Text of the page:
SUPERMARKET giant Asda has won praise from David Cameron after announcing plans to create 12,000 jobs over the next five years.
The Prime Minister, who was visiting one of Asda’s stores in south London yesterday, said the move by the Leeds-based retailer would “give people financial security for the future”.
Doug McMillon, president and chief executive of Asda’s US parent company, Walmart, said the supermarket was “creating more new jobs and bringing real value to more customers in the UK”.
The five-year strategy has the potential to create up to 12,000 new jobs in parts of the country where Asda does not currently have stores. No details have been released about where the jobs will be based.
Mr Cameron said: “Supporting business, creating jobs and cutting taxes are all part of our long-term economic plan.
“Yesterday, our tax reforms cut income tax for 26 million people and will help businesses to create jobs.
“I am delighted that Asda is continuing to invest heavily in the UK, creating another 12,000 jobs that will give people financial security for the future.”
Asda’s recent five-year strategy announced 40 new conventional superstores, 100 new supermarkets, 150 forecourt shops, 1,000 new click-and-collect points and greater online penetration.
In November, the firm said it planned to invest in lowering its prices as well as improving the quality, design and style of its stores nationwide.
Mr McMillon, who showed Mr Cameron around Asda’s Clapham Junction store, said: “It has been a pleasure to meet with the Prime Minister today and reaffirm Walmart’s commitment to investing in the UK.
“We know that the UK is a great place to do business and, since Walmart acquired Asda 15 years ago, we have been able to invest £8bn in the UK economy – creating over 100,000 jobs, opening 342 new Asda stores and bringing lower prices to millions of customers.
“A seismic shift in the structure of the retail market is under way – not just in the UK but right across the world. Asda recognised the change in its market and took early action to develop and implement a strategy that will see it grow – creating more new jobs and bringing real value to more customers in the UK.”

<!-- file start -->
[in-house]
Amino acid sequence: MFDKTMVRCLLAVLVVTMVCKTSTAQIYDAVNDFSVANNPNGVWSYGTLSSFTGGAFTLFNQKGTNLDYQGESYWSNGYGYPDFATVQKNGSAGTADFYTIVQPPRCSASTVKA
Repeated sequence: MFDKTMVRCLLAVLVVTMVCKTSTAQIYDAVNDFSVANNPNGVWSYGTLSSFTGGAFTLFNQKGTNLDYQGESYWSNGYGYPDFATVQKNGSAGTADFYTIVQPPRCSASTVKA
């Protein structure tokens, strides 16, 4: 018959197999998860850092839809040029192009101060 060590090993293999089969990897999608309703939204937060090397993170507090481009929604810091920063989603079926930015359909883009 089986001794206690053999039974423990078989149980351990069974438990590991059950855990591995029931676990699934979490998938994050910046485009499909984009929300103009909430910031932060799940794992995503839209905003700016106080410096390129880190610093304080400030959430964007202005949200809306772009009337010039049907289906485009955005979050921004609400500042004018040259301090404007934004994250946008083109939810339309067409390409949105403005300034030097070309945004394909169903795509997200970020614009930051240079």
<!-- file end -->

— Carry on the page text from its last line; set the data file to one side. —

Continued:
Mr McMillon, who recently took on the role of president and chief executive of Walmart, the world’s largest retailer, is in London as the firm prepares to hold its first board meeting in the UK.
Last month Asda said the loss of nearly 150 white collar jobs at its head office in Leeds was part of its efforts to cope with seismic changes in shopping behaviour.
The job losses, which affected every rung of the management ladder, represented a large share of a programme to make 202 management roles redundant. The other 50 plus roles were lost in Lutterworth in Leicestershire, where Asda’s clothing arm, George, is based.
The highest-profile redundancy was Karen Hubbard, executive director for property, who joined Asda five years ago and helped oversee the integration of the Netto stores.
During yesterday’s visit to Asda, customer Tara Leniston asked the Prime Minister to hold her baby, Luca Fowler, and pose for a picture. Mr Cameron joked that it made him “broody” as he held the 11-month-old, who gently tapped the Premier on the head with an Easter bunny balloon.